Announcing the results of a 4-year project in the UK called GlassRite Wine to reduce the environmental impact of the wine sector, WRAP said there is still plenty of scope for improvement.
Nicola Jenkin, who is responsible for the drinks category at WRAP, said: “We know from our previous projects that huge opportunities continue to exist to use more lighter weight bottles and increase the use of recycled content in UK manufactured glass bottles (by bulk importing wine into the country). This is what will achieve a more resource efficient international wine supply chain.”
In terms of lightweighting, Jenkin told BeverageDaily.com that at least 10 per cent of the glass used in wine bottles in the UK could be cut out, and up to 30 per cent is not an impossible challenge.
WRAP also called for an increase in bulk importation, arguing that the UK has the capacity from both a bottle manufacturing perspective and a filling perspective to take on more wine. Currently only about 20 per cent of UK wine imports come over in bulk and increasing that figure could have a big impact - according to WRAP shipping in bulk can cut both CO2 and costs by 30-40 per cent.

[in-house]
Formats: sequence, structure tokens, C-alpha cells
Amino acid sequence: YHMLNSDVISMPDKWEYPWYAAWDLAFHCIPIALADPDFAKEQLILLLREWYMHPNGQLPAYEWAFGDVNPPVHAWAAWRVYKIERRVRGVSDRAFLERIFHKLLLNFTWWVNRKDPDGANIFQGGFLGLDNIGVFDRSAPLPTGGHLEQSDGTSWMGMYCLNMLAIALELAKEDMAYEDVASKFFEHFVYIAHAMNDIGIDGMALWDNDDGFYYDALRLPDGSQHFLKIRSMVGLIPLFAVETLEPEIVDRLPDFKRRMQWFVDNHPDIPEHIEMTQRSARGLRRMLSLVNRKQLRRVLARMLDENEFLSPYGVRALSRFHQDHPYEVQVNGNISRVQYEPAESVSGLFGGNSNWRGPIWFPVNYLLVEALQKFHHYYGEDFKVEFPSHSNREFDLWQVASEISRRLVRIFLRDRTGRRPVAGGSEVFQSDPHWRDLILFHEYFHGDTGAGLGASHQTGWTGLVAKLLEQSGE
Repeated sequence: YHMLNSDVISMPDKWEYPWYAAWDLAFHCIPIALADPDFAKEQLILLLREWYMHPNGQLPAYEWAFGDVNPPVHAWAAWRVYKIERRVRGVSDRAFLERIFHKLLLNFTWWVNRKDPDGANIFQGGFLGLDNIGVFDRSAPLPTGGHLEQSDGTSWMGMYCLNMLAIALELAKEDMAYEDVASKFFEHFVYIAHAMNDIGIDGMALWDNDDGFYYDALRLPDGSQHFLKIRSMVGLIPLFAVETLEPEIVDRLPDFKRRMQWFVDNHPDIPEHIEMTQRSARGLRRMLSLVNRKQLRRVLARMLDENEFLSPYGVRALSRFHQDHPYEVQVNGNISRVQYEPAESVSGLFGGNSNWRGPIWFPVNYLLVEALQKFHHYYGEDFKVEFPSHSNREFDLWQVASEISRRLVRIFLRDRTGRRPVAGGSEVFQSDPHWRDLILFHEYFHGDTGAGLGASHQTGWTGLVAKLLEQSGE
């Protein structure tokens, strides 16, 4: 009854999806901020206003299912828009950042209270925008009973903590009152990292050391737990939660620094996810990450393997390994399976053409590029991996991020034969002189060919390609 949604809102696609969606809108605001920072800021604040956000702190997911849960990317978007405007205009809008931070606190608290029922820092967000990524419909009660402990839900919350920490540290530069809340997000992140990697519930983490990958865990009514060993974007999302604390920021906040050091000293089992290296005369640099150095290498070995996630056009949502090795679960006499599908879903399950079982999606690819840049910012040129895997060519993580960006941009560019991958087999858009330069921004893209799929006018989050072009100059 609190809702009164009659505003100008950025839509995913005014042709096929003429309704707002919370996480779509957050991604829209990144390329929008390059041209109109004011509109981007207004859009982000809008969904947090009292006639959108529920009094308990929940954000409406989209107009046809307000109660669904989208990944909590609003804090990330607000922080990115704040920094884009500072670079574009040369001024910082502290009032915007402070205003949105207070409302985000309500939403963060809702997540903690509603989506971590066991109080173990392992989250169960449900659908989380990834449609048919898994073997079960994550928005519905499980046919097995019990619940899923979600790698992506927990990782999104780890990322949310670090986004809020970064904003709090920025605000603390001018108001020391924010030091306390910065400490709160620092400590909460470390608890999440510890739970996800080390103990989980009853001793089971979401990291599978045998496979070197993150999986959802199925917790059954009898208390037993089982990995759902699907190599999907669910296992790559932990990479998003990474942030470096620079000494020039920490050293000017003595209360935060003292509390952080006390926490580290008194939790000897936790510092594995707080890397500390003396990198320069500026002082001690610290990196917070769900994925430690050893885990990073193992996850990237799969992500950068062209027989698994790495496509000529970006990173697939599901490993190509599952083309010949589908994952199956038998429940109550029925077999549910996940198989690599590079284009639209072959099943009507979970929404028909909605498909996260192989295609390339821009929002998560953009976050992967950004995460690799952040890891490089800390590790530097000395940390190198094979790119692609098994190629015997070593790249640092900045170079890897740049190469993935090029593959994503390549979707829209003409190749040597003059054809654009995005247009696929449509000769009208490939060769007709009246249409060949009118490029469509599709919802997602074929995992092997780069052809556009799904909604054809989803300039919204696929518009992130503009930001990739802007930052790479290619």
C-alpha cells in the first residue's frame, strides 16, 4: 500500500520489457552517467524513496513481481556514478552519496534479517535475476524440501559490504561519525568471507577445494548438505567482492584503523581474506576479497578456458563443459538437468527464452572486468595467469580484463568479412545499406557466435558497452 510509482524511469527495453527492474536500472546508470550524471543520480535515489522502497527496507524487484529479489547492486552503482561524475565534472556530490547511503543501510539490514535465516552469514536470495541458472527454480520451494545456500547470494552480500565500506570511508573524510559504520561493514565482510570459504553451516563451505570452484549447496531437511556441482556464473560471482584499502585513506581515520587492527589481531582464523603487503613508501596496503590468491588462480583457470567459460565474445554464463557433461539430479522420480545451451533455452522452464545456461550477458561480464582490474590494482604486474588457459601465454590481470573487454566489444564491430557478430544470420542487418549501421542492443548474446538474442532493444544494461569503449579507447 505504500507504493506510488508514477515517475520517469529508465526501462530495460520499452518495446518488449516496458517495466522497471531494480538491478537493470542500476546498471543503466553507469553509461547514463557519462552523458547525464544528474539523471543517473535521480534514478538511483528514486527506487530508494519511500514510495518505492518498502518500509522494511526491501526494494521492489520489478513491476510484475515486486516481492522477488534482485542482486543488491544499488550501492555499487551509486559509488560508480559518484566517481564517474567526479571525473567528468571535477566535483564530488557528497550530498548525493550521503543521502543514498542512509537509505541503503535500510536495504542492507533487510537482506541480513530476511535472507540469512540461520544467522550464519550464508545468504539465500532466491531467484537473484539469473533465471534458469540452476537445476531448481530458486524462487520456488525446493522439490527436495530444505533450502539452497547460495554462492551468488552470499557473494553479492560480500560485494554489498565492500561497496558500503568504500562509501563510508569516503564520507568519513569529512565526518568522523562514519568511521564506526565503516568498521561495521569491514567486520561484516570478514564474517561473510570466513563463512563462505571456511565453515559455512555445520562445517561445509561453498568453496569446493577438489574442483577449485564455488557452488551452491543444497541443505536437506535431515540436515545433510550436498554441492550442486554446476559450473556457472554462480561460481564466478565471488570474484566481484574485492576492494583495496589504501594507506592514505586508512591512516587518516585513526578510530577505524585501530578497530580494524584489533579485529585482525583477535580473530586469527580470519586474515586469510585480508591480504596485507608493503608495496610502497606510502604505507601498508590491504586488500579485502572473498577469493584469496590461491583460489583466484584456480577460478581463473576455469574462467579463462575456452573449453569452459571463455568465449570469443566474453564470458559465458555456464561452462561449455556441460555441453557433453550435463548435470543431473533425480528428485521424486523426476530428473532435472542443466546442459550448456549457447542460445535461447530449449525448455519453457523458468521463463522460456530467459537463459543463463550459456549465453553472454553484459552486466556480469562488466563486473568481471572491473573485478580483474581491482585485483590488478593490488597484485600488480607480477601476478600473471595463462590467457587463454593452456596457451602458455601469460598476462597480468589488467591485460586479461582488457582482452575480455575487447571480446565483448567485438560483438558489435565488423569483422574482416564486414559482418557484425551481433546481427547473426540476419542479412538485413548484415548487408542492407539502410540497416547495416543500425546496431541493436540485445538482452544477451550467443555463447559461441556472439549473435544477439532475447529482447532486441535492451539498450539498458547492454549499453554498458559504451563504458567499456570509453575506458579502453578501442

Jenkin said there is big potential outside the UK as well. "With growing markets in India and China, opportunities for bulk importation directly into these countries or via Europe are worth exploring."
Jenkin made the comments as WRAP released the results of the GlassRite Wine project, laying out where improvements have been made and where further progress can still be achieved.
Progress so far
WRAP said the project, which finished in March this year, generated annual CO2 savings of 35,000 tonnes. The government sponsored eco body said this figure was achieved by reducing bottle weight and increasing recycled content.
Initiatives such as the creation of a 300g screw cap bottle in partnership with Quinn Glass helped reduce glass bottle weight by a total of 27,048 tonnes.
Working with industry, WRAP also succeeded in increasing the use of recycled glass in UK wine bottle manufacture by 44,295 tonnes per annum. WRAP said this was achieved by increasing bulk importation of wine for UK filling by the equivalent of 190m 75cl glass bottles.
WRAP also acknowledged that a lot of progress has been made outside the UK and efforts going forward will have to build on that work.
Jenkin said: “A lot of fantastic work is being done by the international wine sector with more and more brands adopting lighter weight bottles or bulk exporting. Building on this momentum is important to ensure the sector continues to improve its environmental impact and play a role in protecting its future during this period of climatic uncertainty,” she added.